Winning is everything in this scenario, by any means possible. Lying and cheating, brutality or torture are simply useful tools in the toolbox. Of course, it is assumed that everyone wants that kind of determined, ruthless leader who will protect his underlings/corporation/country in this cruel, unsafe, and hostile world. They claim it’s traditional values—- and, the truth is, those with an authoritarian mindset, as well as a surprising number of less rigid types, do resonate to this stereotype. Why not? It’s a staple of Western movies, not to mention a vast number of ancient myths.
Romney’s take-charge attitude, according to this scenario, framed him as the alpha male, the exact type “you people” are comfortable with as your leader because, in the Republican patriarchal narrative, most people (especially female-type people) are not real adults, they hunger to be led and told what to think. President Obama thus was shown to be inferior, weak, not a leader, a submissive male who was afraid to rumble, rolled on his back and put his paws in the air, so to speak. End of story. That is the message the Republican tacticians and spinmeisters expected the millions of viewers of the debate to take away. They never had to make the message explicit, just use street theatre to deliver it. Messages like that sink deep, are inexpressible but compelling, and are also hard to dissipate, once embedded in the subconscious.
Most Democrats, and many independent women, apparently saw Romney as a rude bully, not as a fearless leader, someone untrustworthy who would be dangerous if he had his finger on the red button in the White House; most Republicans, and many independent men, saw Romney as an aggressive leader who would not be fussy about crushing America’s enemies, someone who could get things done.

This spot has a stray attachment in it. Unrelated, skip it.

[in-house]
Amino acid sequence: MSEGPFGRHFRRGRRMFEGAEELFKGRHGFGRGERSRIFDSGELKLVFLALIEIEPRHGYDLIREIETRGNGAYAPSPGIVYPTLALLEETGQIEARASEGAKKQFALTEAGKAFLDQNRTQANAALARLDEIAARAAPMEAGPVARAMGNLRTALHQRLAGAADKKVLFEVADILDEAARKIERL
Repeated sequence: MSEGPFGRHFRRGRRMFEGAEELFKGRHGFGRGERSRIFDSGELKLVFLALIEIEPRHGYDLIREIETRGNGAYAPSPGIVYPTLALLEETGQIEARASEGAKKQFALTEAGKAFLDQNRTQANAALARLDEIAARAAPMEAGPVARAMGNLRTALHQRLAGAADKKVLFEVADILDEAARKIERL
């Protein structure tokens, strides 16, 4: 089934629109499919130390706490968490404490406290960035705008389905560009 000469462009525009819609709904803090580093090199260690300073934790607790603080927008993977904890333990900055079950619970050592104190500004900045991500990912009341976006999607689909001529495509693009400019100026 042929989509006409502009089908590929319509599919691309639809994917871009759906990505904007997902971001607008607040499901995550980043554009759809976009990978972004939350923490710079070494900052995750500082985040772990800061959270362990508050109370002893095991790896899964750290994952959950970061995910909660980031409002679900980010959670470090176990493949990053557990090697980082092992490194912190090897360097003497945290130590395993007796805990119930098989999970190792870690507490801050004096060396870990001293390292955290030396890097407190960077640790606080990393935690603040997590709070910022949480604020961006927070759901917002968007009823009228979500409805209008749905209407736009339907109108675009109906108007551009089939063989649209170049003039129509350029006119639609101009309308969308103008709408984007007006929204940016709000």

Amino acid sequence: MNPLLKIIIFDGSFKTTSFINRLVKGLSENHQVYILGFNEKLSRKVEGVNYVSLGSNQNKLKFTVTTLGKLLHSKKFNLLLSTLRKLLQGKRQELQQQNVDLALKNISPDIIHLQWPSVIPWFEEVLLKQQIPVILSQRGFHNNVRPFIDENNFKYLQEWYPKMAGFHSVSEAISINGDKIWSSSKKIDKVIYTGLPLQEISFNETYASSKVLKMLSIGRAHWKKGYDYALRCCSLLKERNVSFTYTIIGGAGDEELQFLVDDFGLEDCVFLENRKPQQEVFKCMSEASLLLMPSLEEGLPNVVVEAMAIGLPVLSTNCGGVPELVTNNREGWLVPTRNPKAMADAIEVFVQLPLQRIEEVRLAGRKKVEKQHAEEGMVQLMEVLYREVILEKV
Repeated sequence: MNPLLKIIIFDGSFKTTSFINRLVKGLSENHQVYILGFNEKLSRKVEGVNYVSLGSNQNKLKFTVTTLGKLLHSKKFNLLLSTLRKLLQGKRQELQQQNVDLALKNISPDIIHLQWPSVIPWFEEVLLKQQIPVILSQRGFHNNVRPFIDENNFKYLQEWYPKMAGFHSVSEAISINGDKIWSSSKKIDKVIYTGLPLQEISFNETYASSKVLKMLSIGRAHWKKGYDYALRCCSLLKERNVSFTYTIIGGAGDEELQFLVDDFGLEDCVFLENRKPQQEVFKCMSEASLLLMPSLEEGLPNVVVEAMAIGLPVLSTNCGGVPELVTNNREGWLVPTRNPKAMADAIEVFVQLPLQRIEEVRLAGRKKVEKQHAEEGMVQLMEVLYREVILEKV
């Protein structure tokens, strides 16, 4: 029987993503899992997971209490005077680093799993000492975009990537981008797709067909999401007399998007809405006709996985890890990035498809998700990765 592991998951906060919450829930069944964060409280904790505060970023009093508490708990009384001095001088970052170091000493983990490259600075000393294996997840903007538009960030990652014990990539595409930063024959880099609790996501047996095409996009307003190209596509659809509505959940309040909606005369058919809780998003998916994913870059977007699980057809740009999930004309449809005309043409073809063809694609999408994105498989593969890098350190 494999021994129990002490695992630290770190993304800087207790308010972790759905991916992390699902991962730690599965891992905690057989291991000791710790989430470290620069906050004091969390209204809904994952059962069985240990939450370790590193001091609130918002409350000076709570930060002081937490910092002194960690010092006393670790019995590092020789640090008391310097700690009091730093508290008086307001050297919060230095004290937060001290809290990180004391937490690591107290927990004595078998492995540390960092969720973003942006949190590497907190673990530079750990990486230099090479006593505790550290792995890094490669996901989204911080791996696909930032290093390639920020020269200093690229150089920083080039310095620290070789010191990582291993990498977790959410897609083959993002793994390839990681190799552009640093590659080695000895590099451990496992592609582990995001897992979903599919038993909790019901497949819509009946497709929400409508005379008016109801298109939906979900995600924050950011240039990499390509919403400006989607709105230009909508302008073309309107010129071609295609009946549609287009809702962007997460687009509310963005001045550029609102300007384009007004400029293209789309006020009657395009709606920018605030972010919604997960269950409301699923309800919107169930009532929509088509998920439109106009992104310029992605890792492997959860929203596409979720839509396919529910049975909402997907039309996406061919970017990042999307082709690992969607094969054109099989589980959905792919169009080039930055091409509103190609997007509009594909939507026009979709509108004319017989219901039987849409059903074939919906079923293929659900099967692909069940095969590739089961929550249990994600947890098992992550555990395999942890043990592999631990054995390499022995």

OBAMA DEMOCRATIC SUBLIMINAL MESSAGE
Despite the fact that most of the President’s Democratic constituents believe that he is “no drama Obama,” unflappable, thoughtful, intelligent, a man who weighs all options before making a decision, and who thinks more than one move ahead (unlike, say, Bush, or Romney for that matter, who tends to shoot from the hip, is locked on the bottom line for each quarter, to whom “long-term” means three quarters, not three years, much less three generations), they still have difficulty coping with these characteristics in action; it is not a basic American value, somehow. They do not quite “get” how playing a long game operates, but that is exactly what Nur Alia ChangFollow proposes in her diary “The Debate…and The Art of War” on DailyKos. Change quotes Sun Tzu: (in part)
…All warfare is based on deception. Hence, when able to attack, we must seem unable; when using our forces, we must seem inactive… Hold out baits to entice the enemy. Feign disorder, and crush him… If your opponent is of choleric temper, seek to irritate him. Pretend to be weak, that he may grow arrogant. If he is taking his ease, give him no rest… Attack him where he is unprepared, appear where you are not expected. These military devices, leading to victory, must not be divulged beforehand…
Thus, says ChangFollow, in the debate, Romney was baited, i.e., allowed to talk as much as he wanted, so that the Obama campaign would have ample material for devastating future ads— “what better weapon do you have against an opponent, than the one your opponent hands you?”— let Romney believe he was “in a board room, amongst people like him[self]” just as when Mitt uttered the immortal “47 percent.”
Obama let Romney run free, according to ChangFollow, putting his impatient character and arrogance on full display: The Bully Rampant. Obama knows Romney has to satisfy divergent factions in his own party: the obsessively anti-Obama haters, the ideological and theocratic right, and the more rational conservatives and independents who “think of a candidate as someone who will benefit them” but also demand fiscal responsibility; to these elements, I would add virulent Tea Partiers and the greedy global corporate moneybags like Koch Brothers who simply want a subservient puppet in the White House. In juggling these factions, Romney must take both sides of any issue, depending on his audience, if he is, like a typical CEO, going to “seal the deal.” Such deceptive practices do not work well “while standing next to his opponent”— and all the self-contradictions are all on tape at one time in public.